I remember secretly wanting to be a meter reading person
just so I could explore other people’s homes
Rooomy magazine launches in January and I am thrilled to have some amazing designers on board as regular columnists. I had so many questions for them all about their inspirations and processes and I’d love to share what they had to say.
This is all about Patricia (Pati) the lovely Polish Designer who now lives in Edinburgh. I posted one of Patricia’s designs soon after I started Rooomy’s Insta account and she was instantly interested in what Rooomy was all about. After chatting with her about the room she had designed (see the pink ceiling masterpiece below) it quickly became apparent that we shared the very same passion; wanting children to have an amazing place to grow up in and call their own. I asked her if she’d be interested in contributing to the magazine and she agreed! Whoop whoop!
Last month we were finally able to meet up in London. It was a great opportunity to dig a little deeper into her designing mind and especially, to hear her thoughts on rooms for smalls.
R Pati, why design? How did you discover interior design?
P I always had it in me. Even as a young child I was fascinated with interiors, I remember secretly wanting to be a meter reading person just so I could explore other people’s homes 😊 I was constantly moving furniture around into new layouts and rearranging window treatments, books and treasures around the house – Your parents must have loved that. Haha, yes! My background is in art, I have a Masters Degree in Art Critics and another one in Textiles and as much as I enjoyed painting and sculpting, all I ever wanted to do was to create beautiful interiors for people to thrive in and be happy - it is one of the greatest pleasures in my life. So I signed up for an Interior Design course at KLC School of Design in London and took it from there.
R In design, what are your top two loves?
P Timber flooring, I love the warm touch of real wood under bare feet. And velvet - such a deliciously sumptuous fabric, with an incredibly tactile quality – Great for developing minds I guess? Absolutely
R Why kid’s rooms? I know you do much more, why a focus on children specifically?
P Children’s rooms are a joy to design, because you can really push the boundaries with inventive and imaginative schemes. Also, kids are not as self-conscious as adults, they are more true to themselves; if they tell you what they love, it’s because they really love it, not because it’s on trend. So, if my client is a very girly girl whose favourite colours are dark pink and light pink then I let her have it, why not inject some excitement and with bold colours?
Some people will say yes, but what if she gets bored of pink? Well it is just a can of paint – not expensive to change, but for now let her enjoy and live in a moment. We talk all the time about mindfulness, this is it - not stressing over something that doesn’t exist yet! Kids these days are living in a very fast-paced environment, a lot of challenges seem to be causing them a lot of anxiety, so creating a happy, safe home should be our priority. – Wow, I could not have put it any better, thank you!
R What is your number one ‘must’ when it comes to designing kid’s rooms?
P Honouring your child’s wishes, working together to achieve the bedroom of their dreams. Inflicting your own personal style and ignoring their preferences only teaches them that their voice doesn’t matter. Children are more likely to take care of a space that they have helped to create.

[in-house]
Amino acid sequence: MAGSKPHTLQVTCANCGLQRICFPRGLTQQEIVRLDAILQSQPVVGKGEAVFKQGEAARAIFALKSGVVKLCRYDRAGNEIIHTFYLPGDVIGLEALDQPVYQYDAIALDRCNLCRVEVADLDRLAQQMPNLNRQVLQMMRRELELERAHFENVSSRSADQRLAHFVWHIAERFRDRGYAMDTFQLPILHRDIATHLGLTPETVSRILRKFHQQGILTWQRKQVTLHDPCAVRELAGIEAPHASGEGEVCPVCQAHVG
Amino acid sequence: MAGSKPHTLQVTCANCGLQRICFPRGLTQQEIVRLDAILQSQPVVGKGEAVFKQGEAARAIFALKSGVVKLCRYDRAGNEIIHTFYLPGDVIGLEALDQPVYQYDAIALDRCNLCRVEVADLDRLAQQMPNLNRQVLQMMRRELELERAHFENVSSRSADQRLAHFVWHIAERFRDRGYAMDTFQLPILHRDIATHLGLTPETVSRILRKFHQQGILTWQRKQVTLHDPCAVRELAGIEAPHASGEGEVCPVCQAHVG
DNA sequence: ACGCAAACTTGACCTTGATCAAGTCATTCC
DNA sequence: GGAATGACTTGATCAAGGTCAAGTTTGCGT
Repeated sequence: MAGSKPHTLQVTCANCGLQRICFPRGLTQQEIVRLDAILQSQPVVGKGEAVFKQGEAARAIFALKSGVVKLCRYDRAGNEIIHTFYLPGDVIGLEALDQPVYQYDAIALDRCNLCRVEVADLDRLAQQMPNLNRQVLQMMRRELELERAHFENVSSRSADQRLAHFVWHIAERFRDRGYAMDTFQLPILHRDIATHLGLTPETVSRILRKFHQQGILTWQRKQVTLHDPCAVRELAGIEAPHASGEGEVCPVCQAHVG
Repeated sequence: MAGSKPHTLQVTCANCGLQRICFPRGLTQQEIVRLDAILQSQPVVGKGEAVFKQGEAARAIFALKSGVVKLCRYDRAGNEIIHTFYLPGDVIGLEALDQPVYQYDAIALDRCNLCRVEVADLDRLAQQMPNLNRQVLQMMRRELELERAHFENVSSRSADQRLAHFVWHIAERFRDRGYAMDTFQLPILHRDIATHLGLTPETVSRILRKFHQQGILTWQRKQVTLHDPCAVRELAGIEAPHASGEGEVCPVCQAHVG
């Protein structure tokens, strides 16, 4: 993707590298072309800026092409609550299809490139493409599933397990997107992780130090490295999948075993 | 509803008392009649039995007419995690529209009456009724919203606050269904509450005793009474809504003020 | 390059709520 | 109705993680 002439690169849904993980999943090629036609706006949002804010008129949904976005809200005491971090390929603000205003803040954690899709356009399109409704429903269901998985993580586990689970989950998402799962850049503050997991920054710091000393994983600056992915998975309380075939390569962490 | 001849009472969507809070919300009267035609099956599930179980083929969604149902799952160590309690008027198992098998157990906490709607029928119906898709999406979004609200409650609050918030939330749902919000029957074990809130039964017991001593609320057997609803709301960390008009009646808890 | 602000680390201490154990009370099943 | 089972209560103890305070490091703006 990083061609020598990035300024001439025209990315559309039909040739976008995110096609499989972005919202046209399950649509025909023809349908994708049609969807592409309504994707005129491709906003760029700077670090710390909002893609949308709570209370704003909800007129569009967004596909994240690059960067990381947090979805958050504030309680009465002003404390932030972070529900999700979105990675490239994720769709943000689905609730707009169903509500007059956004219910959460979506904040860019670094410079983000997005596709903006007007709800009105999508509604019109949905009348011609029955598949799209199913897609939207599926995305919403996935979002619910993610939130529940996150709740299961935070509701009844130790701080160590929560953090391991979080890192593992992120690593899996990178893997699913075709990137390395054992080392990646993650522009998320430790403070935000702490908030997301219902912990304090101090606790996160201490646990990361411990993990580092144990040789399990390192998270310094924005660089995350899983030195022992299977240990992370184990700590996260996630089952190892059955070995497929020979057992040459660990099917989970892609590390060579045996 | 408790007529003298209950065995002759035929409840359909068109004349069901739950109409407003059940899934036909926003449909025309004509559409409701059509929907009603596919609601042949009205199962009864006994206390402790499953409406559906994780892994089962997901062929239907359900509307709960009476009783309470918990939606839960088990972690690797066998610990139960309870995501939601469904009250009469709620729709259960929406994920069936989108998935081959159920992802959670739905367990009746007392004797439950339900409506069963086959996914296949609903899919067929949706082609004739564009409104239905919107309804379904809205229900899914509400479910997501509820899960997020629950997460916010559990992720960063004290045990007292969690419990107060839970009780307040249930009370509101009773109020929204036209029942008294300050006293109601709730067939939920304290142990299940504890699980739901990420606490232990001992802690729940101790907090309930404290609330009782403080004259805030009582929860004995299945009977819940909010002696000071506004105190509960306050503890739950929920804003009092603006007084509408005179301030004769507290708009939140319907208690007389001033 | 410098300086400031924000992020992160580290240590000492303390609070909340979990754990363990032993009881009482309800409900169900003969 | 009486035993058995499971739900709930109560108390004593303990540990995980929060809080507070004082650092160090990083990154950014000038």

R Our readers are always stressing over storage in their kid’s rooms.
What are your top tips?
P When choosing wardrobe, go full-height, to make the most of the space, choose a design that will suit a 3 and 13 year old and won’t go out of fashion. If there are younger siblings in the picture then think about storage that can be locked, to keep the homework and Lego out of reach. Upcycle - you can give new life to old armoires, chests of drawers with a lick of paint and new door knobs. Consider built-in window seating with storage space beneath.
R When you interview your small clients, what are the key questions you ask them?
P What are your favourite colours? Sometimes the answer is red! I need to be sneaky and I ask them to show me their drawings and then ask which crayons do they like using most. What is their favourite outfit and why? I ask what their interests are, it’s important to address their specific needs, I will have different criteria for a book lover and console game enthusiast.
Another small clients room by Pati, more to be seen next year...
R Where do you like to be in your spare time when you’re switching off & relaxing?
P Escaping to the Highlands, it’s not just about the beauty of nature, but the feeling of experiencing nature, witnessing it.
R What mistakes are your clients regularly making with their interiors?
P They underestimate the power of well-planned lighting; the positioning, the number of light sources and sockets, they approach the décor from how they want the room to look but often forget how they want to feel in that space, quite often they end up with a room that somehow doesn’t bring comfort and joy.
R What is your dream project?
P I would love to design the interiors for a shelter for abused women and children. – Well, I hope maybe we can make that happen, watch this space…
I hope you’ve enjoyed hearing what Pati’s all about. I love her passion for children’s autonomy when it comes to their own space. To see more of her great work, make sure you check out the first issue of Rooomy Magazine in January 2018! More interviews are on their way and if you want to find out more about what Rooomy is all about, then check out the previous posts on how this all started and why.